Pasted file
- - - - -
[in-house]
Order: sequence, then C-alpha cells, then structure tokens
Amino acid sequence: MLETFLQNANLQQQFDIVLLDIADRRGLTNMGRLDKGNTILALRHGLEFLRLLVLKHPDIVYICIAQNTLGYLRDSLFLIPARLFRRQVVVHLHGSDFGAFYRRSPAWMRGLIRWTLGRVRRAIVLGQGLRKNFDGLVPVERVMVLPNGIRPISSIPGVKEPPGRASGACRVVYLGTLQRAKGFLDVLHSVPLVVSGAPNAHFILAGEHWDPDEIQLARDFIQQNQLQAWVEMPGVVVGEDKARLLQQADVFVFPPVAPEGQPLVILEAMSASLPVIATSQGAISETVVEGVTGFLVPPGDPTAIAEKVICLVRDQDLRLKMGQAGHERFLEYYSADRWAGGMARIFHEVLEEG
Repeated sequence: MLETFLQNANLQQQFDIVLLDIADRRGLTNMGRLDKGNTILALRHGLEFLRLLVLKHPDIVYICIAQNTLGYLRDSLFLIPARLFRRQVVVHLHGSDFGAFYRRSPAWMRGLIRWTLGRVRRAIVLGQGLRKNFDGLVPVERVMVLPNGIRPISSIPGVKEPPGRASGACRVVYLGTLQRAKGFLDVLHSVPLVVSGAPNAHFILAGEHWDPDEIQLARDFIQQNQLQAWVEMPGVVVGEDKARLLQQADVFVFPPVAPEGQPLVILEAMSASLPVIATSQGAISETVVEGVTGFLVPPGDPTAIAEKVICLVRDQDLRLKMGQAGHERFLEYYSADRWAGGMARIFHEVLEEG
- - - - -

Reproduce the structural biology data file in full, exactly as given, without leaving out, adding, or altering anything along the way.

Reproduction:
[in-house]
Order: sequence, then C-alpha cells, then structure tokens
Amino acid sequence: MLETFLQNANLQQQFDIVLLDIADRRGLTNMGRLDKGNTILALRHGLEFLRLLVLKHPDIVYICIAQNTLGYLRDSLFLIPARLFRRQVVVHLHGSDFGAFYRRSPAWMRGLIRWTLGRVRRAIVLGQGLRKNFDGLVPVERVMVLPNGIRPISSIPGVKEPPGRASGACRVVYLGTLQRAKGFLDVLHSVPLVVSGAPNAHFILAGEHWDPDEIQLARDFIQQNQLQAWVEMPGVVVGEDKARLLQQADVFVFPPVAPEGQPLVILEAMSASLPVIATSQGAISETVVEGVTGFLVPPGDPTAIAEKVICLVRDQDLRLKMGQAGHERFLEYYSADRWAGGMARIFHEVLEEG
Repeated sequence: MLETFLQNANLQQQFDIVLLDIADRRGLTNMGRLDKGNTILALRHGLEFLRLLVLKHPDIVYICIAQNTLGYLRDSLFLIPARLFRRQVVVHLHGSDFGAFYRRSPAWMRGLIRWTLGRVRRAIVLGQGLRKNFDGLVPVERVMVLPNGIRPISSIPGVKEPPGRASGACRVVYLGTLQRAKGFLDVLHSVPLVVSGAPNAHFILAGEHWDPDEIQLARDFIQQNQLQAWVEMPGVVVGEDKARLLQQADVFVFPPVAPEGQPLVILEAMSASLPVIATSQGAISETVVEGVTGFLVPPGDPTAIAEKVICLVRDQDLRLKMGQAGHERFLEYYSADRWAGGMARIFHEVLEEG